U.S. SECURITIES AND EXCHANGE COMMISSION
Litigation Release No. 19630 / March 29, 2006
Accounting and Auditing Enforcement Release No. 2404 / March 29, 2006
SEC v. Thomas A. Skoulis, Peter M. Frankl, Alan B. Lefkof and William D. Baker, Case No. C 06-2239-JF (N.D. CA filed on March 29, 2006)
SEC Charges Executives of Northern California Internet Equipment Company With Improperly Inflating Revenue
The Securities and Exchange Commission today charged two former sales executives of Emeryville, California-based Netopia, Inc. with fraudulently boosting the company's revenue. The Commission also filed, and simultaneously settled, charges against Chief Executive Officer Alan B. Lefkof and former Chief Financial Officer William D. Baker, alleging that the executives later learned of a side agreement yet failed to take timely corrective action.
The Commission's complaint, filed in the Northern District of California, alleges that Netopia's former head of worldwide sales, Thomas A. Skoulis (of Menlo Park, CA) and former head of software sales, Peter M. Frankl (of Addison, TX) entered into two secret side deals in 2002 and 2003, each for approximately $750,000. Pursuant to the side deals, Netopia's customer, which had limited resources, would only have to pay Netopia if and when it successfully resold the software to an end-user. It was improper to record revenue for the transactions because payment was contingent on future events. Skoulis and Frankl concealed the deal terms from Netopia's finance department. In connection with the 2002 deal, the Commission alleges that Frankl directed that contingency language be physically "whited out" from the face of the customer's purchase order. For the 2003 deal, Skoulis directed Frankl to hide a copy of the customer's side letter that set forth the contingency. Their actions caused Netopia to report fraudulently inflated software revenue to the investing public, and for the fourth quarter ended September 30, 2003, allowed the company to report its first profitable quarter in three years.
The complaint also alleges that Baker (of Fremont, CA), and later Lefkof (of Tiburon, CA), learned of the payment contingency associated with the 2003 transaction but failed to take immediate corrective action. In April 2004, while trying to collect payment from the customer, Baker learned that the customer had no obligation to pay because of the previously hidden payment contingency. Rather than take corrective action, Baker concealed the side agreement from Netopia's Audit Committee, including requesting that the customer delete references to the deal in communications with Netopia. Later, on July 2, 2004, Lefkof obtained a copy of the side agreement containing the payment contingency for the 2003 deal. Notwithstanding their knowledge of the side agreement, Lefkof and Baker allowed Netopia to issue a misleading press release on July 6, 2004, that incorrectly treated the outstanding order as merely an uncollectible bad debt. In actuality, the Commission alleges, the sale should never have been recorded as revenue, and Netopia should have restated its 2003 financial statements.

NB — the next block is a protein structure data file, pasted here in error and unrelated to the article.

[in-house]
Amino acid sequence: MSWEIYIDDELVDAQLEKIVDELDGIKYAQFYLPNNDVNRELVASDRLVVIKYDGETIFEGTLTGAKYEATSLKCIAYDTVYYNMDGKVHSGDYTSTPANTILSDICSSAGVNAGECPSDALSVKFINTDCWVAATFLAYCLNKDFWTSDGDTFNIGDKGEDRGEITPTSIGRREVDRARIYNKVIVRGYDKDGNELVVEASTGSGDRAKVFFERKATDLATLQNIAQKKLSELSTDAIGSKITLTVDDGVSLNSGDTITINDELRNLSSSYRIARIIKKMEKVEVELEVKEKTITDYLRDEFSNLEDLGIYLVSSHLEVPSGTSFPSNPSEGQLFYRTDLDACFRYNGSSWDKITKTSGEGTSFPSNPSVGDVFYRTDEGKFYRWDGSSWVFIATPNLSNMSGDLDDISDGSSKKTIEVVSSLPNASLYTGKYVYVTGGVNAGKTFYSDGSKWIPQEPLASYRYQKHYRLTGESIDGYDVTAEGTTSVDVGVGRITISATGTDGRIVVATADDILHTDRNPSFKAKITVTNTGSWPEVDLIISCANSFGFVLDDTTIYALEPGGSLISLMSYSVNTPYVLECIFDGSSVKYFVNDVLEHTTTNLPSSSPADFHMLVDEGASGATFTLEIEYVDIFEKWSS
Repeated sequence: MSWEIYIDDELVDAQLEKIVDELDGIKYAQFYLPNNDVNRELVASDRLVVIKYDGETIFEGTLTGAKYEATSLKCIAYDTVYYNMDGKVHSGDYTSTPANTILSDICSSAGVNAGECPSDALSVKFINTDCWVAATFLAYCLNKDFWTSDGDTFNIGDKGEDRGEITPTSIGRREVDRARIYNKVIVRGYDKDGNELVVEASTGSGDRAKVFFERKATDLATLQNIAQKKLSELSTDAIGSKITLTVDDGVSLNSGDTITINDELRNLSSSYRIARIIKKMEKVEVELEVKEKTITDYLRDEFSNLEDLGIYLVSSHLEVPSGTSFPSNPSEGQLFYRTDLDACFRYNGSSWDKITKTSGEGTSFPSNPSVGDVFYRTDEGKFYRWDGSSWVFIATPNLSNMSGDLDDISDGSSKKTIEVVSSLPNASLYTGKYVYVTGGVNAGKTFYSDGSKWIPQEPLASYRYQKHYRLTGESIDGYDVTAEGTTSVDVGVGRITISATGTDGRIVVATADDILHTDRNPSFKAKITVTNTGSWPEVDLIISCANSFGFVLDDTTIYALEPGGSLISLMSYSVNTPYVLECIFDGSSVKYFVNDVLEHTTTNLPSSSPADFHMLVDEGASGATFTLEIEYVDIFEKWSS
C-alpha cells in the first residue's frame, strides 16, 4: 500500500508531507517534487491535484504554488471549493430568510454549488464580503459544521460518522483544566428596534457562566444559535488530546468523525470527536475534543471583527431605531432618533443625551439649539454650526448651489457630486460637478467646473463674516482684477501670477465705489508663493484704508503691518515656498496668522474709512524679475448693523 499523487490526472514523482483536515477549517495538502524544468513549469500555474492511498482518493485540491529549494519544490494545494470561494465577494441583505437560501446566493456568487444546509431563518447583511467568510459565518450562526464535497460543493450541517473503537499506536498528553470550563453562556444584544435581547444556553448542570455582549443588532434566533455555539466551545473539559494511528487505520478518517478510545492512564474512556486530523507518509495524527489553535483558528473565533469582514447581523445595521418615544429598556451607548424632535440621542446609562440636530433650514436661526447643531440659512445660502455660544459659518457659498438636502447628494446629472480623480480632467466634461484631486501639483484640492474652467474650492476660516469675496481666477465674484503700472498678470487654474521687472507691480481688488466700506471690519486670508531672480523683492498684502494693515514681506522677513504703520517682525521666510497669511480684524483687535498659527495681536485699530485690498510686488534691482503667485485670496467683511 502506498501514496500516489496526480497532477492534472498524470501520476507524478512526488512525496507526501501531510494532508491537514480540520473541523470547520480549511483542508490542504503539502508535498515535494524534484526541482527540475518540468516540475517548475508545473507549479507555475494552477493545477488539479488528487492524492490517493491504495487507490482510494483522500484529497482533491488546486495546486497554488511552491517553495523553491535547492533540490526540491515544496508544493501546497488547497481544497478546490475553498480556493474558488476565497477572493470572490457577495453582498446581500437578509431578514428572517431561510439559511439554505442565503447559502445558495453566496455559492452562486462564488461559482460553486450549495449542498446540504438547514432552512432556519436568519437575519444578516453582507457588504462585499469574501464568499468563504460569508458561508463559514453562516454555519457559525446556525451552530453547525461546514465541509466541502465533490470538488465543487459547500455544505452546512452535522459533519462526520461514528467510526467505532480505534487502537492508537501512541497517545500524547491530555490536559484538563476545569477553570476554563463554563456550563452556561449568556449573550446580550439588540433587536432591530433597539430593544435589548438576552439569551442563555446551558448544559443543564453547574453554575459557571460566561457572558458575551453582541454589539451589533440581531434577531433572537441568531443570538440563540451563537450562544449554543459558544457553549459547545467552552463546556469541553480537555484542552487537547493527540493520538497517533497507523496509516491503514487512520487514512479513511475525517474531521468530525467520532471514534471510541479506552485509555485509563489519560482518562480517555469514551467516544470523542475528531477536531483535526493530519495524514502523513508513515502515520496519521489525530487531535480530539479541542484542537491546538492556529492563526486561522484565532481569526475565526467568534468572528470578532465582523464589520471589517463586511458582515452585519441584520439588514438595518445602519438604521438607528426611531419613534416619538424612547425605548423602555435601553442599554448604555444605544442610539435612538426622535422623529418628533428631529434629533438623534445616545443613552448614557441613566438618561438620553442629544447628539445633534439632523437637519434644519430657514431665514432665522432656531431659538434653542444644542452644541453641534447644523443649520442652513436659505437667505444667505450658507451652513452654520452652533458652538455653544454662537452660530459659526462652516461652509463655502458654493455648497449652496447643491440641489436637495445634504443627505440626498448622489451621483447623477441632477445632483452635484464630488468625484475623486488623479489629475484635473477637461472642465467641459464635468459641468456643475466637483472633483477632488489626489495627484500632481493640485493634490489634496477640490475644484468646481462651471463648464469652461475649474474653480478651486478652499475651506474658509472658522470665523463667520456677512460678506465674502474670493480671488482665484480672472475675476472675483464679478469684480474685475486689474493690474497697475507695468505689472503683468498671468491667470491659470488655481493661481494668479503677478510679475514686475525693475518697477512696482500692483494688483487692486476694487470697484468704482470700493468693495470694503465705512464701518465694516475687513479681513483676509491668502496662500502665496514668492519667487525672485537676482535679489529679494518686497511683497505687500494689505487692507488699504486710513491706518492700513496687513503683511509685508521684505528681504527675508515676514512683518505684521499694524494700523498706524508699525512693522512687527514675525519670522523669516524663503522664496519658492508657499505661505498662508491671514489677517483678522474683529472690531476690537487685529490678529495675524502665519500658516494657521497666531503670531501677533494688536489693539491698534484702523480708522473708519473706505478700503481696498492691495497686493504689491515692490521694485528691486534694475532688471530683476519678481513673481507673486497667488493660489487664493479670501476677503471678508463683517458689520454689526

The complaint charges Skoulis, Frankl and Baker with securities fraud (Section 10(b) of the Securities Exchange Act of 1934 ("Exchange Act") and Rule 10b-5 thereunder; and Section 17(a) of the Securities Act of 1933 ("Securities Act") as to Baker alone), and also charges Lefkof with violating the antifraud provisions (Section 17(a)(2) and (3) of the Securities Act). The complaint also charges Skoulis, Frankl, Baker and Lefkof with causing Netopia to report false financial information to the Commission (Section 13(a) of the Exchange Act and the related Rules). The complaint additionally charges all of the defendants with causing Netopia's failure to maintain accurate books and records (Section 13(b)(2)(A) of the Exchange Act), and charges Lefkof and Baker with causing the company's failure to maintain adequate internal controls (Section 13(b)(2)(B) of the Exchange Act). The complaint also charges Skoulis, Frankl and Baker with circumventing internal accounting controls (Section 13(b)(5) of the Exchange Act) and charges Skoulis, Frankl, Baker and Lefkof with falsifying the company's books and records (Rule 13b2-1 under the Exchange Act). Baker, in the complaint, is further charged with lying to accountants (Rule 13b2-2 under the Exchange Act) and falsely certifying Netopia's financial statements (Rule 13a-14 under the Exchange Act).
Simultaneously with the filing of the complaint, Baker and Lefkof have agreed to settle the charges, without admitting or denying the Commission's allegations. Among other things, they have consented to orders requiring them to pay civil penalties of $35,000 each, while Baker also has consented to the entry of an order barring him from serving as an officer or director of a public company for five years, and an order prohibiting him from practicing before the Commission as an accountant for five years under SEC Rule of Practice 102(e). From the remaining defendants in the litigation, Skoulis and Frankl, the Commission seeks disgorgement, civil monetary penalties, and injunctive relief, as well as an order barring Skoulis from serving as an officer or director of a public company.
In a related proceeding, today the Commission instituted and simultaneously settled administrative cease-and-desist proceedings against Netopia. Without admitting or denying the Commission's findings, Netopia agreed to cease and desist from future violations of the corporate reporting, books and records and internal controls provisions of the federal securities laws (Sections 13(a), 13(b)(2)(A) and 13(b)(2)(B) of the Exchange Act and Rules 12b-20, 13a-1, 13a-11 and 13a-13 thereunder).